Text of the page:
Spread across the forested terrains of Central India, Chhattisgarh contains a major part of the sloth bear population of the country. In recent years, the state has witnessed an increase in incidents of man-animal conflicts, predominantly problems relating to sloth bears.
Animals like elephants, wild boar, nilgai and sloth bears often venture out to the remote villages on the periphery of protected forests and wildlife reserves due to growing pressure on their natural habitat. Such instances subsequently give rise to conflict situations wherein the lives of both man and animal are threatened. In 2016 alone, there were about 25 deaths (both bears and humans) that were reported across Chhattisgarh.
In an effort to overcome this growing challenge, the Forest Department reached out to Wildlife SOS and invited their team of experts to conduct a four day training workshop for their officers in Ambikapur and Raipur. The Wildlife SOS team was represented by Director Conservation Project- Baiju Raj, Yaduraj, Senior Wildlife Veterinary Officers- Dr. S. Ilayaraja & Dr. Yaduraj Khadpekar, Wildlife Biologists- M. Swaminathan & Pragati Suryawanshi and research assistant -Manoj Chaurasiya.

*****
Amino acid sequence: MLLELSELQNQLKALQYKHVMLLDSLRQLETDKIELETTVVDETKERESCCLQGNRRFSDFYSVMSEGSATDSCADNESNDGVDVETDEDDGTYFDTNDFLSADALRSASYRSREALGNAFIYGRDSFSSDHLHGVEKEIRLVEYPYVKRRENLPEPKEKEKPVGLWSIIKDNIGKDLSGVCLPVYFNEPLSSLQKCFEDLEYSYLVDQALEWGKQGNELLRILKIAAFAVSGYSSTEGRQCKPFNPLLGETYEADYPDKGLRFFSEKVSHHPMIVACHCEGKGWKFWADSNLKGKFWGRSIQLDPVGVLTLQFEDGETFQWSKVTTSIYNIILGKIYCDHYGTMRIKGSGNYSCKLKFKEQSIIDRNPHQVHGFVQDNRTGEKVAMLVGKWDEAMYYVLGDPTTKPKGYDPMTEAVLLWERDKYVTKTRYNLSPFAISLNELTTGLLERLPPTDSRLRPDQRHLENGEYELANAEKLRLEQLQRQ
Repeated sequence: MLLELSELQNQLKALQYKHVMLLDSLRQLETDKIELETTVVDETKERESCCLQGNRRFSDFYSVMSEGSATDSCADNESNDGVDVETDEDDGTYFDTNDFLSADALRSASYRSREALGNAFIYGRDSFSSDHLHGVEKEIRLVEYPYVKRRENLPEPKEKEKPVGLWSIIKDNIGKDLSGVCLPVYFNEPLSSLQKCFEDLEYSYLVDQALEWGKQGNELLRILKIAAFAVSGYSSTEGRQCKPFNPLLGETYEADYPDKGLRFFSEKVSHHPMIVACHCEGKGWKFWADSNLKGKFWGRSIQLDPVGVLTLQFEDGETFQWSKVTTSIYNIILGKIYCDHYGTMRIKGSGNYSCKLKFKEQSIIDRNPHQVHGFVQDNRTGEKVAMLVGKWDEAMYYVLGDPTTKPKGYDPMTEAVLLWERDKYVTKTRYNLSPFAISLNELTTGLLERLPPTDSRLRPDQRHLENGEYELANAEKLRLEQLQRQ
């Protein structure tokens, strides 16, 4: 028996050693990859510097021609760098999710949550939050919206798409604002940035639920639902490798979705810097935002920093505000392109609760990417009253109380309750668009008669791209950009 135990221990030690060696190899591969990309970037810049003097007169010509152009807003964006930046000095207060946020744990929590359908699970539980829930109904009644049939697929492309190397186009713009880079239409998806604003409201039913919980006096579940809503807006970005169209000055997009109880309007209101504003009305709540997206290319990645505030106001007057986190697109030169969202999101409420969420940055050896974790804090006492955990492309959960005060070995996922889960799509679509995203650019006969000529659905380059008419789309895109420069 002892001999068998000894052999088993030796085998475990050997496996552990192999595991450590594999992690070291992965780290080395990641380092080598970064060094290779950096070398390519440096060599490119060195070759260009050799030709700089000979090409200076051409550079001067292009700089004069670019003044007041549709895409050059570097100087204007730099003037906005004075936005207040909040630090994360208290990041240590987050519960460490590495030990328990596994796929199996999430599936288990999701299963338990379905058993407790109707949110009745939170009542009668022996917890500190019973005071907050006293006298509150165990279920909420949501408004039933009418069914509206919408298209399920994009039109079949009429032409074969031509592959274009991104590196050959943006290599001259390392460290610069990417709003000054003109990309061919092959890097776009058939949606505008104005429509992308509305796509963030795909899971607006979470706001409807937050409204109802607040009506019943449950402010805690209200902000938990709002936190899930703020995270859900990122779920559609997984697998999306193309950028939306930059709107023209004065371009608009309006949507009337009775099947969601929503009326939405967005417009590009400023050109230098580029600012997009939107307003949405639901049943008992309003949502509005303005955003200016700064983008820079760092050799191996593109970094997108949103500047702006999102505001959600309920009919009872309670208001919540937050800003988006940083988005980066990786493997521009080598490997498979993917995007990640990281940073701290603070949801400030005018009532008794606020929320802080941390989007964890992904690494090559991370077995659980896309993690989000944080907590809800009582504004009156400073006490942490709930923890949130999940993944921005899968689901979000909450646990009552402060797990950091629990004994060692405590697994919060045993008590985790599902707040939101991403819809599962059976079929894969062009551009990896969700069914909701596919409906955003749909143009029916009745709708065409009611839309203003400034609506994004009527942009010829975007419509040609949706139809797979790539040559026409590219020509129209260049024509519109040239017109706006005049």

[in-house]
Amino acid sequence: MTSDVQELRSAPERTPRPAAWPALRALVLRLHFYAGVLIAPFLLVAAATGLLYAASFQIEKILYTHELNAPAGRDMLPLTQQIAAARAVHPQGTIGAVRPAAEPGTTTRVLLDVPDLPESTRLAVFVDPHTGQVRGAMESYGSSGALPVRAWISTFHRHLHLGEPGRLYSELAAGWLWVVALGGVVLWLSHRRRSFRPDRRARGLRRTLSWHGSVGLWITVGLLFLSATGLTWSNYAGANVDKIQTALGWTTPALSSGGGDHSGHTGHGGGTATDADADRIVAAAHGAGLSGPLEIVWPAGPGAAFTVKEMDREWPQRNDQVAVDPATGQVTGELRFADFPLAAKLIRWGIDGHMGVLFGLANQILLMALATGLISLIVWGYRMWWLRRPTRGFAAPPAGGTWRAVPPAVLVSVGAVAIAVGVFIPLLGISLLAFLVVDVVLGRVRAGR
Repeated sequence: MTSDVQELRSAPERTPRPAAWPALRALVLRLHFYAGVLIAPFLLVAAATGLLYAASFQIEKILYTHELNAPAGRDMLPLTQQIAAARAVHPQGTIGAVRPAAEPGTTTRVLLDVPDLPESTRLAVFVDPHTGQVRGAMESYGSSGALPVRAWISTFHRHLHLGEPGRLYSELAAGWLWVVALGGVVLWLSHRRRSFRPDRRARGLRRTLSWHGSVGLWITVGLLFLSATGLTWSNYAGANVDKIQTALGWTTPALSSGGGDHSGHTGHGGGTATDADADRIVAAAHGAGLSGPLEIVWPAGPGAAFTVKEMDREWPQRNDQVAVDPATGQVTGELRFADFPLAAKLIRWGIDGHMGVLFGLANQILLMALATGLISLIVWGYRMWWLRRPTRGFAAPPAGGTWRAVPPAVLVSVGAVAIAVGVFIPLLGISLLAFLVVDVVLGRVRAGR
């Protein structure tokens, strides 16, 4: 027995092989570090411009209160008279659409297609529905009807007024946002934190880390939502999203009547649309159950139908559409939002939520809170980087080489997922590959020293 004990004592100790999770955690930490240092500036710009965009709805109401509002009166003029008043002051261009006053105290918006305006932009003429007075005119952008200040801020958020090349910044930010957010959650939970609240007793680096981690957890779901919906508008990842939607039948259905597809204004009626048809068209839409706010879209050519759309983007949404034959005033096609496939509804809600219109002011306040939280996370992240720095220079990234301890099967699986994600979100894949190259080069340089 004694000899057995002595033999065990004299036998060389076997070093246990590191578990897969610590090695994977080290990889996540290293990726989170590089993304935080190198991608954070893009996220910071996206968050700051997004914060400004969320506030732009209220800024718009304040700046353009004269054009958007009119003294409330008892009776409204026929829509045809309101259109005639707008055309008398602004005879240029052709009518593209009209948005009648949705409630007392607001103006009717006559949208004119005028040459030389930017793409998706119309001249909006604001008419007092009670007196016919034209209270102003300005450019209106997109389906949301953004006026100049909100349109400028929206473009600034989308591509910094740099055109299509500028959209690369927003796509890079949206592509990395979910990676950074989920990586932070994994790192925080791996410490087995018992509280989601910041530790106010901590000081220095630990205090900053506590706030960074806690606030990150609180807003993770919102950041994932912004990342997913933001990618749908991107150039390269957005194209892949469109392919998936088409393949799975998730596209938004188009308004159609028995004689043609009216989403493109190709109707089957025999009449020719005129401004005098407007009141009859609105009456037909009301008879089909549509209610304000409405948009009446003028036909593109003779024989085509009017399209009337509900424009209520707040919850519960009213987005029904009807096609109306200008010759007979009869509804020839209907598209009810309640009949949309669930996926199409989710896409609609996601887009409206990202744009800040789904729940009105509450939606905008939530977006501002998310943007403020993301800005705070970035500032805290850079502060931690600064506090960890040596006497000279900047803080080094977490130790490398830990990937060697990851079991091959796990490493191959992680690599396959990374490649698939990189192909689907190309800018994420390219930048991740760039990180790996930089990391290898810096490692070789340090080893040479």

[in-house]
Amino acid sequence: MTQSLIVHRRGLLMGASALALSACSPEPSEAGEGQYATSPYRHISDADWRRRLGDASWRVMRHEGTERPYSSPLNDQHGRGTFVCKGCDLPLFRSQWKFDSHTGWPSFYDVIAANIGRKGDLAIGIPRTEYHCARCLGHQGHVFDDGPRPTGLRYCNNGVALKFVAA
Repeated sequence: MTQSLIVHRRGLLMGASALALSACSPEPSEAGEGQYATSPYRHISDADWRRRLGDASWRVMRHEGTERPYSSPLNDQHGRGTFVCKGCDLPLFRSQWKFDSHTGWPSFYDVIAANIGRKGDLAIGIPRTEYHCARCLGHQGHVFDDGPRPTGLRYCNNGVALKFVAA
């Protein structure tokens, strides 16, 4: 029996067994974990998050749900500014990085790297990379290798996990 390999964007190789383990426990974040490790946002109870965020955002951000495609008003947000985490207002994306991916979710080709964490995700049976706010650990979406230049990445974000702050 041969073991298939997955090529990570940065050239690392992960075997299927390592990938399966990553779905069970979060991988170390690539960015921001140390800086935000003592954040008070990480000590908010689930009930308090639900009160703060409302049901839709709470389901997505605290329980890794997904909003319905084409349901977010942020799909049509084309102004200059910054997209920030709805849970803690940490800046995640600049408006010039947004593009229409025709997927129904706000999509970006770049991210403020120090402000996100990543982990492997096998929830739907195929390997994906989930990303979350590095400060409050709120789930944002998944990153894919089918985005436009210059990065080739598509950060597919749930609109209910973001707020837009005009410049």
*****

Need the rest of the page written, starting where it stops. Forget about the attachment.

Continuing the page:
The workshop commenced with a brief presentation about the work done by Wildlife SOS to protect and conserve wildlife across India. The team then went on to address the reasons for increasing human-bear conflicts and various steps that need to be adopted in tackling and minimizing such incidents. The forest officers too were keen on sharing their views and problems which they commonly faced during such operations and the need to develop effective communication skills in the field including working with communities living near wildlife habitats to sensitize them towards sloth bears.
The Wildlife SOS staff shared their technical expertise on drawing up response plans for conflict situations, conducting rescue operations, providing on-site first aid for animal injuries and carrying out treatment procedures. They also circulated a sloth bear distribution and conflict information data sheet with the officers to monitor the population of this indigenous bear species, whose survival in the wild is constantly threatened by habitat loss, depletion of prey base, poaching and conflict situations.
The workshop garnered a positive response from the Forest Department and the department was keen on adopting sustainable and alternative solutions to mitigating problems associated with human-bear conflict in the region.